p.15 line 27: Regarding the moving of production to other countries (globalism). "It was also like a convoluted liquidation sale of the accrued wealth of two hundred years of industrial society for the benefit of a handful of financial buccaneers, ..." But production moved to areas of low labor costs benefited retailers and their numerous shareholders. Overall, the effect is negative but to say it just benefited a "handful" is hyperbole.

p.16 line 27: "For instance, conditions over the past two decades made possible the consolidation of retail trade by a handful of predatory, opportunistic corporations, of which Wal-Mart is arguable the epitome." The corporations sought out the lowest cost goods which turned out to be imported goods. Would not any profit maximizing company behave in the same way? This has resulted in lower cost to the consumer (but also resulted in very detrimental trade deficits). "Predatory" is likely hyperbole.

p.19 line 14: "The state-of-the -art mega suburbs of recent decades have produced horrendous levels of alienation, loneliness, anomie, anxiety, and depression." If they are so bad, why do people choose to live there? I think that "horrendous" represents hyperbole.

p.17 line 6: "Markets will close as political turbulence and military mischief interrupt trade relations." Markets are more likely to contract due to financial collapse of the US due to other countries unwillingness to loan us money and buy our assets. The US went thru a 10+ year depression of the 1930's without "military mischief" and even the current "military mischief" of the Iraq and Afghanistan wars don't seem to be closing markets.

p.18 line 2: Regarding the fate of suburbia. "Nor is a jolly Green Giant going to come and pick up the millions of suburban homes on their half-acre lots on cul-de-sac streets in the far-flung subdivisions and set them back down closer together to make civic environments?" Why is it better to have them closer together? If they are on half-acre lots, these lots may be used for growing food during the long emergency for the people that live there.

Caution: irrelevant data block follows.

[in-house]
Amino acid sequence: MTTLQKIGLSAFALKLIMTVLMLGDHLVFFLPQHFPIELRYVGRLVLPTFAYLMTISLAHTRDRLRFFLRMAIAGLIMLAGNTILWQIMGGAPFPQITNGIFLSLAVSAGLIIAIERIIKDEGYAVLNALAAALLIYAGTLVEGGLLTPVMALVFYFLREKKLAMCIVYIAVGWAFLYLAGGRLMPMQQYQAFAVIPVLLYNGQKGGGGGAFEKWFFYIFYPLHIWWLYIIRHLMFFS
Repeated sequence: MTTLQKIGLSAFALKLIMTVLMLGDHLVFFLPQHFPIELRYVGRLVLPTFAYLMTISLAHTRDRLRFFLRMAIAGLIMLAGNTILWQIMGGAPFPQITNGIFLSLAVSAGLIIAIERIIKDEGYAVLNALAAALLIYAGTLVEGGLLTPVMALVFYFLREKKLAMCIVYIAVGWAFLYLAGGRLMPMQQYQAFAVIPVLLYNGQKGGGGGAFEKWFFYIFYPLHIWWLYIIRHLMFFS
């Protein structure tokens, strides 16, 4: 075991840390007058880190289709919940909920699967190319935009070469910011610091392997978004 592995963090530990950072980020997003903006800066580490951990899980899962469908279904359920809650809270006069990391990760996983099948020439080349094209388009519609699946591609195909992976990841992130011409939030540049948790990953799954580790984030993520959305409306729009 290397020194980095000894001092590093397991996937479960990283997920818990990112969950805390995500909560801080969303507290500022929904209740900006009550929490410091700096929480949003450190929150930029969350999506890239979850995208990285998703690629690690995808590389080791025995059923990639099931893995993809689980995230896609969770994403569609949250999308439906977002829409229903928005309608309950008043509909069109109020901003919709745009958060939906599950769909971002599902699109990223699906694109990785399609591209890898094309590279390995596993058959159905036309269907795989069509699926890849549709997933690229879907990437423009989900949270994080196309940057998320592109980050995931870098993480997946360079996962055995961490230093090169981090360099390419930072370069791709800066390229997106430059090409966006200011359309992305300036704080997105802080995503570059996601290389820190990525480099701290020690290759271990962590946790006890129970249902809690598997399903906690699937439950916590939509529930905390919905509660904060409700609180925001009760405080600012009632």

p.21 line 4: "But I don't doubt that the hardships of the future will draw even the most secular spirits into an emergent spiritual practice of some kind." Why? If there is a benevolent god, why did he allow this long emergency to happen. During the great depression of the 1930s there was no massive turning to religion (except superficially by the homeless in order to get aid from religious organizations --and that's still happening today).

p.22: Regarding the early 1900's: "How amazing it must have been to witness everyday life improving so dramatically, and how this procession of marvels must have induced people to think that the human race was moving toward exactly the sort of perfection that the Enlightenment philosophers had promised." While it's claimed elsewhere that these philosophers believed in the perfectibility of man, it's hyperbole to say that they promised it. With the horrors of World War I starting in 1914, it's unlikely that relatively many people thought we were moving towards perfection.

p.23 line 19: "Everything characteristic about the condition we call modern life has been a direct result of our access to abundant supplies of cheap fossil fuels." Well, suppose that fossil fuels were not so abundant. Let's say we only had 10% of what we actually have. Now if we could have keep population growth down so that the population was only 10% of what it is today, we could have all the wasteful characteristics of today's modern life. But if instead of negative population growth we had conserved energy by say heavily taxing energy and building workers housing next to their workplaces (perhaps under socialism), etc. then we could still have modern life with computers that would only use a fraction of the energy today's desktops need. Such computers are easy to make, just look at the high energy efficiency of laptops as compared to desktops. So many of the characteristic of modern life could still have been provided even if we had far less amounts of fossil fuels.